Even viewers who lived during the 1963-68 period may find their assumptions challenged and misconceptions corrected by this impressively researched, cogently structured and altogether illuminating account of final five years in the life of Dr. Martin Luther King Jr. Outstanding doc will have long shelf life as an invaluable educational film.
A correction was made to this review on Jan. 16, 2004.
Even viewers who lived during the 1963-68 period covered in “Citizen King” may find their assumptions challenged and misconceptions corrected by this impressively researched, cogently structured and altogether illuminating account of the final five years in the life of Dr. Martin Luther King Jr. Set to air Jan. 19 (the 75th anniversary of King’s birth) as an “American Experience” presentation on PBS, outstanding docu will have long shelf life in non-theatrical showcases, and as an invaluable educational film.
Co-directors Orlando Bagwell and W. Noland Walker employ the standard tools of historical documentarians — home movies, archival photos and news clippings, TV and newsreel footage — to accompany newly filmed interviews with friends and advisers, reporters and eyewitnesses. (Conspicuously absent from the mix: Rev. Jesse Jackson, one of King’s more famous colleagues.) Material has been shaped into a compelling narrative, tracing King’s evolution as an activist for civil rights and economic justice until his 1968 assassination.
Pic begins with 1963 civil rights demonstrations in Birmingham, Ala., where King writes his famous “Letter From Birmingham Jail” after being arrested for taking part in an “illegal” march. Another highlight is the epochal March on Washington, during which King delivers his legendary, rousing “I Have a Dream” speech — despite the advice of well-intentioned colleagues. Ironically, Wyatt T. Walker remembers, he and Andrew Young had suggested a new climax for the speech, because the “dream” reference was, in their view, “tired.”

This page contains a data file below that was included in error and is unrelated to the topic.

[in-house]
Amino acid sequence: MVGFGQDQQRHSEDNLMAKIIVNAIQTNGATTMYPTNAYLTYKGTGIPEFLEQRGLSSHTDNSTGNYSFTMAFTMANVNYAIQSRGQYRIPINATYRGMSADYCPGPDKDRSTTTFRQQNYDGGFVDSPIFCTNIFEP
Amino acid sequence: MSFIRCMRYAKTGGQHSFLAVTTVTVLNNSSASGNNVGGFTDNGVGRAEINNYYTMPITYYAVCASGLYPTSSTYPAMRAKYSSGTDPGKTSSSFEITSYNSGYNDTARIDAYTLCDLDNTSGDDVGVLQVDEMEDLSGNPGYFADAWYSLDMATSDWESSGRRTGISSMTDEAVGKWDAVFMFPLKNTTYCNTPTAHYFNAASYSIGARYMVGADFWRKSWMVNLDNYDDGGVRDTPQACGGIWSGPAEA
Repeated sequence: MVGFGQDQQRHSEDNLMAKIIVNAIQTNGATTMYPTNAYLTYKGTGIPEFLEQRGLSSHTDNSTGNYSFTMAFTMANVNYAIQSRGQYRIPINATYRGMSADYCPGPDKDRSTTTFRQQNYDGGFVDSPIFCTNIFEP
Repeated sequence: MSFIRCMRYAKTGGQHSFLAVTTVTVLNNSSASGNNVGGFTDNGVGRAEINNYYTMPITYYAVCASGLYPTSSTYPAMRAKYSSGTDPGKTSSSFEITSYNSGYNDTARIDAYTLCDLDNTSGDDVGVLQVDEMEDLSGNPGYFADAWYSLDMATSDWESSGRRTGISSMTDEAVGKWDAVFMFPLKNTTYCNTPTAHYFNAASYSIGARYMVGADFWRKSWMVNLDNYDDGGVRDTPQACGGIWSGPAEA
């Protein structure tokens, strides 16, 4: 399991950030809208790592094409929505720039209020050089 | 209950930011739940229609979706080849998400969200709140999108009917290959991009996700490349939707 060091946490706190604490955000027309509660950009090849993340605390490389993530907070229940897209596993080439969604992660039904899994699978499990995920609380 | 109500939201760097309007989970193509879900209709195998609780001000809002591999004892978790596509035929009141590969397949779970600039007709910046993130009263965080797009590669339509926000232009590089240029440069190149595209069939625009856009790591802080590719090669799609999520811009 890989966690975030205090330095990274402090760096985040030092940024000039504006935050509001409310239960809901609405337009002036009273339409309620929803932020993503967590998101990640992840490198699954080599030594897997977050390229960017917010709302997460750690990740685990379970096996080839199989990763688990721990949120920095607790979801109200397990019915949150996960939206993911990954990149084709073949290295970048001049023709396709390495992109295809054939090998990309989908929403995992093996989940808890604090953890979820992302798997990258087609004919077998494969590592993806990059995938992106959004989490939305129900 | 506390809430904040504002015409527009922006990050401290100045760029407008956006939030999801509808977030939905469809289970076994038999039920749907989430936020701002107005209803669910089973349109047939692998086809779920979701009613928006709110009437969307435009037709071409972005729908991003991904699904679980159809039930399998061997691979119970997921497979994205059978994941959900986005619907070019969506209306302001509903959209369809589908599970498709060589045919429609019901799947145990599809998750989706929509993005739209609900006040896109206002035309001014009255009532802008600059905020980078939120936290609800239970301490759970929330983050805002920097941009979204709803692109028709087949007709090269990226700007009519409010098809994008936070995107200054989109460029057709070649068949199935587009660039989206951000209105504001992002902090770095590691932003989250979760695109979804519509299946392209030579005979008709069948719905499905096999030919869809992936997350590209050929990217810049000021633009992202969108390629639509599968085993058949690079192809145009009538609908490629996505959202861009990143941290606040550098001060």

“Citizen King” covers acres of familiar territory, but remains fascinating by recalling historical context and suggesting cause-and-effect connections.
The notorious 1963 bombing of a Birmingham church (which resulted in the deaths of four girls attending Sunday School) is rendered as a direct response by racists to the March on Washington. Later that same year, the assassination of President John F. Kennedy serves as a sobering object lesson to King’s inner circle. “We knew,” Walter Fauntroy says, “that if they can take out a President, they can take out Martin.”
Both Kennedy and President Lyndon B. Johnson come across in pic as well-meaning politicos who occasionally erred on the side of placating white voters. (Kennedy and his brother Robert actively discourage the March on Washington.)
But FBI director J. Edgar Hoover is condemned for his “pathological hatred of black people,” and for his efforts to depict King as a subversive who consorted with known Communists. The smear campaign was at least partially successful: At one point, docu shows King questioned about possible Red influence in the Civil Rights movement by a very young Dan Rather.
Bagwell and Walker don’t shy away from brief mention of Hoover’s dirtiest trick: After wiretapping King’s phone calls, the FBI chief sent recorded evidence of the King’s extramarital affairs to his wife Coretta. Episode stands out as one of docu’s relatively few glimpses of King’s private life.
Pic is more revealing about King’s moments of painful self-awareness and gnawing self-doubt. At one point, says a colleague, he bluntly acknowledged: “I can’t make little mistakes anymore. Every mistake I make now is a big mistake. History has seized me.”
Many allies in the Civil Rights movement thought King made major tactical mistakes when, starting in 1967, began to speak out against the Vietnam War — thereby alienating LBJ — and for “a radical redistribution of wealth” to aid poor people of all races. “Citizen King” does a good job of charting King’s steps toward embracing causes beyond integration and voter registration, even as pic demonstrates how King’s nonviolent creed placed him in conflict with more outspoken “black power” firebrands.
Latter is powerfully underscored in pic’s most startling sequence, one that no Hollywood scribe would dare invent: A TV news reporter marches between King and Stokely Carmichael on a Mississippi road, tuning his microphone from side to side while each man in turn makes his case for his vision of achieving social justice.
Neither muckraking nor hagiographic, “Citizen King” strives to offer a scrupulously balanced, life-size portrait of a moral leader whose struggles and achievements might otherwise be minimized or incorrectly remembered as memories fade, revisionists reinterpret and first-hand witnesses pass away.